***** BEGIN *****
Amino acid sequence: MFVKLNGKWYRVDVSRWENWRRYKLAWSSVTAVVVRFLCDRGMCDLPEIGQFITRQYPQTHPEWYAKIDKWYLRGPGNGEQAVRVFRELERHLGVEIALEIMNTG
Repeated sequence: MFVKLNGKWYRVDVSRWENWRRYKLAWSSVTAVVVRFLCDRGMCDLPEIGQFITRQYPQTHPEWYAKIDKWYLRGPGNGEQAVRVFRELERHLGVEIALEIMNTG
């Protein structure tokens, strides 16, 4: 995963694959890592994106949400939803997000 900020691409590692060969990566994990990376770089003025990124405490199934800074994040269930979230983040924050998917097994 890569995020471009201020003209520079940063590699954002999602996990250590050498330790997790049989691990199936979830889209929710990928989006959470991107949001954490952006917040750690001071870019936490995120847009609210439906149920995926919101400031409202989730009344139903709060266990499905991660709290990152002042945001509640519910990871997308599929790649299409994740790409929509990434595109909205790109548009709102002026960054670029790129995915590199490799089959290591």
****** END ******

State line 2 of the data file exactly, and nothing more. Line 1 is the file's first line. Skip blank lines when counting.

Repeated sequence: MFVKLNGKWYRVDVSRWENWRRYKLAWSSVTAVVVRFLCDRGMCDLPEIGQFITRQYPQTHPEWYAKIDKWYLRGPGNGEQAVRVFRELERHLGVEIALEIMNTG